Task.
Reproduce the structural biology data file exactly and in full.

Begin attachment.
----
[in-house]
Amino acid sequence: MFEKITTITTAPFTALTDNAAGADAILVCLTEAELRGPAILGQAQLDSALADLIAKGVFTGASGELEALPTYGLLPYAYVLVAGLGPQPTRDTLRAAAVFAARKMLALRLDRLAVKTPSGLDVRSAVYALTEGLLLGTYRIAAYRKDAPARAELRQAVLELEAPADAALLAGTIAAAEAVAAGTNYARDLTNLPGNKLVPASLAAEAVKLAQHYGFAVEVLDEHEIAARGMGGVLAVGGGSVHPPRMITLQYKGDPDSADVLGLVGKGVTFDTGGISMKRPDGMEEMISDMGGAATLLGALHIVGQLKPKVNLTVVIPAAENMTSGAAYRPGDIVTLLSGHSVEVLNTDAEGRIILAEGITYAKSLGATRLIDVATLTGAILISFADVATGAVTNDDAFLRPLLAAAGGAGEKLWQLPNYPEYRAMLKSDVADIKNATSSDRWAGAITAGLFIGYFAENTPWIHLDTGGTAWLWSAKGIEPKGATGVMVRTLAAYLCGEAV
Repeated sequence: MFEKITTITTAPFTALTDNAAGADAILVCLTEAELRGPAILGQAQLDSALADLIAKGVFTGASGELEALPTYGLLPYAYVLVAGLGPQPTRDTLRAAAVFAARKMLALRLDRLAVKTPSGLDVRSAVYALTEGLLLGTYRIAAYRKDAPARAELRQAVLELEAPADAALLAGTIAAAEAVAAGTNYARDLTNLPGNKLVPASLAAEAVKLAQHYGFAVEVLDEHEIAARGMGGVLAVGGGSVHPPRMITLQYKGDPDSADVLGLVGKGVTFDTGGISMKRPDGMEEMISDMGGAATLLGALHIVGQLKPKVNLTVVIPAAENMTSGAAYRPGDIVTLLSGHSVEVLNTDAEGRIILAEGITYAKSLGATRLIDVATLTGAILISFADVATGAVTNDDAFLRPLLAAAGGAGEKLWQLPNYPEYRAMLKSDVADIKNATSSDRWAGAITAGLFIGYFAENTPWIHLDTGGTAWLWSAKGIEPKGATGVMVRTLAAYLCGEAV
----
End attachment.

[in-house]
Amino acid sequence: MFEKITTITTAPFTALTDNAAGADAILVCLTEAELRGPAILGQAQLDSALADLIAKGVFTGASGELEALPTYGLLPYAYVLVAGLGPQPTRDTLRAAAVFAARKMLALRLDRLAVKTPSGLDVRSAVYALTEGLLLGTYRIAAYRKDAPARAELRQAVLELEAPADAALLAGTIAAAEAVAAGTNYARDLTNLPGNKLVPASLAAEAVKLAQHYGFAVEVLDEHEIAARGMGGVLAVGGGSVHPPRMITLQYKGDPDSADVLGLVGKGVTFDTGGISMKRPDGMEEMISDMGGAATLLGALHIVGQLKPKVNLTVVIPAAENMTSGAAYRPGDIVTLLSGHSVEVLNTDAEGRIILAEGITYAKSLGATRLIDVATLTGAILISFADVATGAVTNDDAFLRPLLAAAGGAGEKLWQLPNYPEYRAMLKSDVADIKNATSSDRWAGAITAGLFIGYFAENTPWIHLDTGGTAWLWSAKGIEPKGATGVMVRTLAAYLCGEAV
Repeated sequence: MFEKITTITTAPFTALTDNAAGADAILVCLTEAELRGPAILGQAQLDSALADLIAKGVFTGASGELEALPTYGLLPYAYVLVAGLGPQPTRDTLRAAAVFAARKMLALRLDRLAVKTPSGLDVRSAVYALTEGLLLGTYRIAAYRKDAPARAELRQAVLELEAPADAALLAGTIAAAEAVAAGTNYARDLTNLPGNKLVPASLAAEAVKLAQHYGFAVEVLDEHEIAARGMGGVLAVGGGSVHPPRMITLQYKGDPDSADVLGLVGKGVTFDTGGISMKRPDGMEEMISDMGGAATLLGALHIVGQLKPKVNLTVVIPAAENMTSGAAYRPGDIVTLLSGHSVEVLNTDAEGRIILAEGITYAKSLGATRLIDVATLTGAILISFADVATGAVTNDDAFLRPLLAAAGGAGEKLWQLPNYPEYRAMLKSDVADIKNATSSDRWAGAITAGLFIGYFAENTPWIHLDTGGTAWLWSAKGIEPKGATGVMVRTLAAYLCGEAV